Frozen Shoulder Specialist

Peninsula Orthopedic Associates

Orthopedists & Sports Medicine located in Daly City, CA & San Francisco, CA

If you’re not able to move your shoulder like you used to, you may be experiencing a frozen shoulder. The expert orthopedists at Peninsula Orthopedic Associates in Daly City, California, can diagnose and treat your frozen shoulder and help you regain movement. If you live in or near the Bay Area, call or schedule a consultation with the online booking option.

Frozen Shoulder Q & A

What is frozen shoulder?

Frozen shoulder is a medical term that refers to the loss of motion in your shoulder joint, also referred to as adhesive capsulitis. Researchers are still investigating the exact cause of frozen shoulder but believe it may have something to do with underlying inflammation.

Women are more prone to developing a frozen shoulder than men, and it more often occurs between ages 40 and 65. Diabetes, hyperthyroidism, cardiovascular disease, Parkinson’s disease, and clinical depression may also predispose you to develop a frozen shoulder.

How do I know if I have a frozen shoulder?

Limited range of motion in your shoulder may occur for a number of different reasons. In order to determine the exact cause of your frozen shoulder, your orthopedist at Peninsula Orthopedics may run other tests to rule out other causes. These tests may include:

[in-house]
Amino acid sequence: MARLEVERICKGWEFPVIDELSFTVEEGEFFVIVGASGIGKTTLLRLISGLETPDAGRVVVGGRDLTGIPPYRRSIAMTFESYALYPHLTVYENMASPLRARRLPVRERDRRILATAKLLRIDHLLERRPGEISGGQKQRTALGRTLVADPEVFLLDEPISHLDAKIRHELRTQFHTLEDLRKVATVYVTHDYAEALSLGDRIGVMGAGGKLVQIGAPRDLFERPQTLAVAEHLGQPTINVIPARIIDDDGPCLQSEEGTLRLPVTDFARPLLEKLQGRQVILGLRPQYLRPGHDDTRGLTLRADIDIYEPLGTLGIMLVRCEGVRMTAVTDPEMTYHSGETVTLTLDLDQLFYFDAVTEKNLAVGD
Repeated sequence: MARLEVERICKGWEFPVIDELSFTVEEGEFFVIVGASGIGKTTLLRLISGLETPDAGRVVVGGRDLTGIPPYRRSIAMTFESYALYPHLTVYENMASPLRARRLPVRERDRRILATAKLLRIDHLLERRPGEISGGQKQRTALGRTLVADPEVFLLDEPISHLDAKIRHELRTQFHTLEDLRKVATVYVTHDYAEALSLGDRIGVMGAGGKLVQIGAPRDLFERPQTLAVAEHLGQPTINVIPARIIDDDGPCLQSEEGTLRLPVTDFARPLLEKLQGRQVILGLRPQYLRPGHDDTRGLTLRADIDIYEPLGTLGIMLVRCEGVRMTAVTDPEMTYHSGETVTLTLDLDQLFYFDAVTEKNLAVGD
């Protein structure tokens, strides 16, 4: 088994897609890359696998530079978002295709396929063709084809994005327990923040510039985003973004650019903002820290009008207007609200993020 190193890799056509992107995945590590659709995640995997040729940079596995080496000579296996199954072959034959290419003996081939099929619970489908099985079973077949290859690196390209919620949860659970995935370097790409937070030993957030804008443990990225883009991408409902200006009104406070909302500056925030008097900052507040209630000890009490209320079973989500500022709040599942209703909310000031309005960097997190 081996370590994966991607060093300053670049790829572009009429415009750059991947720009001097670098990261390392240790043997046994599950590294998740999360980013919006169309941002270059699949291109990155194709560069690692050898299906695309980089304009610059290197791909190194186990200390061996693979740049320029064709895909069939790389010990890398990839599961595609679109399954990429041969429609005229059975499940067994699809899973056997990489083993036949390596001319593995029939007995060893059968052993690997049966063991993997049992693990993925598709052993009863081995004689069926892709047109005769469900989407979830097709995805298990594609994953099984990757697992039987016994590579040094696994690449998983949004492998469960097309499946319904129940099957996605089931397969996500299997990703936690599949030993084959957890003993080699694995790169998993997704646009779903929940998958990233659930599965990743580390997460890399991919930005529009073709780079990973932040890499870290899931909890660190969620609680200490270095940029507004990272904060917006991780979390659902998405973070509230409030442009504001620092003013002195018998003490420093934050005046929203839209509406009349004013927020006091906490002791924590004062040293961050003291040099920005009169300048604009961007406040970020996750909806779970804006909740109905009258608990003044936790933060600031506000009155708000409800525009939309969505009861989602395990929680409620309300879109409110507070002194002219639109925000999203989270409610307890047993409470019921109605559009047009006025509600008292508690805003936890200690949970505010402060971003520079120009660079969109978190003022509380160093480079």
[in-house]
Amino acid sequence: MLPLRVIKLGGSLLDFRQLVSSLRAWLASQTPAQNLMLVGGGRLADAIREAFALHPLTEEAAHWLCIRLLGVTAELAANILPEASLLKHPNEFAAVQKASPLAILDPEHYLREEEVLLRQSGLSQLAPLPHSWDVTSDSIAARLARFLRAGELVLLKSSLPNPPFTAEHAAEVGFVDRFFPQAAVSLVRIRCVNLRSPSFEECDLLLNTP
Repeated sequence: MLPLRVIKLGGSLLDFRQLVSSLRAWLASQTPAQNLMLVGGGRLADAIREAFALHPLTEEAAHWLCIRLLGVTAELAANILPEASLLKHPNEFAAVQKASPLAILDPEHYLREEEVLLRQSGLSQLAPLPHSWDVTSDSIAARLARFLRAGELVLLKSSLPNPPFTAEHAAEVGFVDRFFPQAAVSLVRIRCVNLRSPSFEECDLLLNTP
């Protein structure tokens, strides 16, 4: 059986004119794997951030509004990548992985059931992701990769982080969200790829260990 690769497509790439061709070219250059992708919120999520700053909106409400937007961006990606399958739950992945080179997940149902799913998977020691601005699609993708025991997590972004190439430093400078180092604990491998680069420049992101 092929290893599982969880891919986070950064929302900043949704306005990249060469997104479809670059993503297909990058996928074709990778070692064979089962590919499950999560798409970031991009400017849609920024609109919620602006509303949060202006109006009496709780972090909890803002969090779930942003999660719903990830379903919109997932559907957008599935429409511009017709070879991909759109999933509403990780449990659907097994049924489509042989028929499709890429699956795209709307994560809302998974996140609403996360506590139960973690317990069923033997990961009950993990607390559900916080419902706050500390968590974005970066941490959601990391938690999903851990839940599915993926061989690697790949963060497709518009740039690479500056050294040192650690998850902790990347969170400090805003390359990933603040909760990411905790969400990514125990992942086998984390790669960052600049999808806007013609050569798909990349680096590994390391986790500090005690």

• X-rays
  • MRI
  • CT scan

If your tests come back negative for other causes, then the team may make treatment recommendations for a frozen shoulder.

How did my shoulder become frozen?

The decrease in mobility in your shoulder tends to happen in three stages over a variable period of time.

Stage 1

During the first stage of frozen shoulder, you experience pain during movement, especially at night. Stage 1 typically lasts for two to nine months.

Stage 2

In the next stage of frozen shoulder, you may experience less pain, but you’ll begin to experience a significant decrease in range of motion and function in your shoulder. Stage 2 can last anywhere from four to 12 months.

Stage 3

Stage 3 is when you start to regain movement and function in your shoulder. The restoration process can take four to 12 months.

How is a frozen shoulder treated?

Due to the nature of frozen shoulder, your orthopedist at Peninsula Orthopedic Associates takes a conservative approach in treating the condition. Treatment may include:

  • Nonsteroidal anti-inflammatory medication
  • Muscle relaxers
  • Stretching and range of motion exercises
  • Heat and ice

Your orthopedist may also recommend corticosteroid injections. If your frozen shoulder fails to resolve after several months of conservative treatment, you may need surgery.

For treatment and management of your frozen shoulder, call the experts at Peninsula Orthopedic Associates or book an appointment online.